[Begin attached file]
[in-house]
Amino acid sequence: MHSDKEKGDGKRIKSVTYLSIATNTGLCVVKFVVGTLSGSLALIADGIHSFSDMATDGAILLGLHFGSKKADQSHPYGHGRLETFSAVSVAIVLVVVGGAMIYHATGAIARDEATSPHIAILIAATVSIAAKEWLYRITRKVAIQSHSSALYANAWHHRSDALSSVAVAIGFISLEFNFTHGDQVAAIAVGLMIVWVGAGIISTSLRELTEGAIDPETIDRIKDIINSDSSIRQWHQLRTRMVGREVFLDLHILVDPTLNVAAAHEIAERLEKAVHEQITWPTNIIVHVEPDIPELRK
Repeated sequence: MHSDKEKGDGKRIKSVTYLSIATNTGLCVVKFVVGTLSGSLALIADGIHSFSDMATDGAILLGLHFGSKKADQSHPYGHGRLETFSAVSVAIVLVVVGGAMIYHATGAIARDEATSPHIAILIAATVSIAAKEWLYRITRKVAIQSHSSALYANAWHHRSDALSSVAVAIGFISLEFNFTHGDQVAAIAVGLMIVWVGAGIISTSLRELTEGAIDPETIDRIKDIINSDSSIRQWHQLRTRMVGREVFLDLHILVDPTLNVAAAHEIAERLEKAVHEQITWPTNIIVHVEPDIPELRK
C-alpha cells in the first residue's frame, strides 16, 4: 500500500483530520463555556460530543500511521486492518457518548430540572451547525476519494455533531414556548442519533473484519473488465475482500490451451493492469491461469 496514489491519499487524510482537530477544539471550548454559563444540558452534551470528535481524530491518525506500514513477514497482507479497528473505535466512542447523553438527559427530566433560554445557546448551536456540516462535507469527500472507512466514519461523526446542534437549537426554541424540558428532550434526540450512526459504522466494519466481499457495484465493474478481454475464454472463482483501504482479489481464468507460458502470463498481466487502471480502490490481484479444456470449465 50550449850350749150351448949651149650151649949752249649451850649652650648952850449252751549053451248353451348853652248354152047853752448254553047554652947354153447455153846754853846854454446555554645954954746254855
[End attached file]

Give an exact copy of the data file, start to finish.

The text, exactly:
[in-house]
Amino acid sequence: MHSDKEKGDGKRIKSVTYLSIATNTGLCVVKFVVGTLSGSLALIADGIHSFSDMATDGAILLGLHFGSKKADQSHPYGHGRLETFSAVSVAIVLVVVGGAMIYHATGAIARDEATSPHIAILIAATVSIAAKEWLYRITRKVAIQSHSSALYANAWHHRSDALSSVAVAIGFISLEFNFTHGDQVAAIAVGLMIVWVGAGIISTSLRELTEGAIDPETIDRIKDIINSDSSIRQWHQLRTRMVGREVFLDLHILVDPTLNVAAAHEIAERLEKAVHEQITWPTNIIVHVEPDIPELRK
Repeated sequence: MHSDKEKGDGKRIKSVTYLSIATNTGLCVVKFVVGTLSGSLALIADGIHSFSDMATDGAILLGLHFGSKKADQSHPYGHGRLETFSAVSVAIVLVVVGGAMIYHATGAIARDEATSPHIAILIAATVSIAAKEWLYRITRKVAIQSHSSALYANAWHHRSDALSSVAVAIGFISLEFNFTHGDQVAAIAVGLMIVWVGAGIISTSLRELTEGAIDPETIDRIKDIINSDSSIRQWHQLRTRMVGREVFLDLHILVDPTLNVAAAHEIAERLEKAVHEQITWPTNIIVHVEPDIPELRK
C-alpha cells in the first residue's frame, strides 16, 4: 500500500483530520463555556460530543500511521486492518457518548430540572451547525476519494455533531414556548442519533473484519473488465475482500490451451493492469491461469 496514489491519499487524510482537530477544539471550548454559563444540558452534551470528535481524530491518525506500514513477514497482507479497528473505535466512542447523553438527559427530566433560554445557546448551536456540516462535507469527500472507512466514519461523526446542534437549537426554541424540558428532550434526540450512526459504522466494519466481499457495484465493474478481454475464454472463482483501504482479489481464468507460458502470463498481466487502471480502490490481484479444456470449465 50550449850350749150351448949651149650151649949752249649451850649652650648952850449252751549053451248353451348853652248354152047853752448254553047554652947354153447455153846754853846854454446555554645954954746254855